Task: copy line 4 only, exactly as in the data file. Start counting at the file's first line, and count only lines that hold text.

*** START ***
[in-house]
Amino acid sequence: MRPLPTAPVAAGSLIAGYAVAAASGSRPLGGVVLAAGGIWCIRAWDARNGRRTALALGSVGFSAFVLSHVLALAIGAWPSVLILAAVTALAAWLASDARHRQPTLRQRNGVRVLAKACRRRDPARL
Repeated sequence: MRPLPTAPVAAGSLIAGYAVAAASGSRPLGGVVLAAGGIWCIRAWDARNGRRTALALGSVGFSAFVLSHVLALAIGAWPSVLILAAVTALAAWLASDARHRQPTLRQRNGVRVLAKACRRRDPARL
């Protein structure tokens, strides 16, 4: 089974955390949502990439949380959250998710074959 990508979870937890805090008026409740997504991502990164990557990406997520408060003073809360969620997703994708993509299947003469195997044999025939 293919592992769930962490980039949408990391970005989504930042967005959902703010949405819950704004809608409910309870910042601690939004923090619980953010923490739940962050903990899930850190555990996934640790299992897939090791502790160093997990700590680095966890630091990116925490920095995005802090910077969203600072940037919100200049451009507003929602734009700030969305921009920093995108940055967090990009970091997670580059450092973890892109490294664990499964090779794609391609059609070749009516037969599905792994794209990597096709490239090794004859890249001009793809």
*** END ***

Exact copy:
């Protein structure tokens, strides 16, 4: 089974955390949502990439949380959250998710074959 990508979870937890805090008026409740997504991502990164990557990406997520408060003073809360969620997703994708993509299947003469195997044999025939 293919592992769930962490980039949408990391970005989504930042967005959902703010949405819950704004809608409910309870910042601690939004923090619980953010923490739940962050903990899930850190555990996934640790299992897939090791502790160093997990700590680095966890630091990116925490920095995005802090910077969203600072940037919100200049451009507003929602734009700030969305921009920093995108940055967090990009970091997670580059450092973890892109490294664990499964090779794609391609059609070749009516037969599905792994794209990597096709490239090794004859890249001009793809």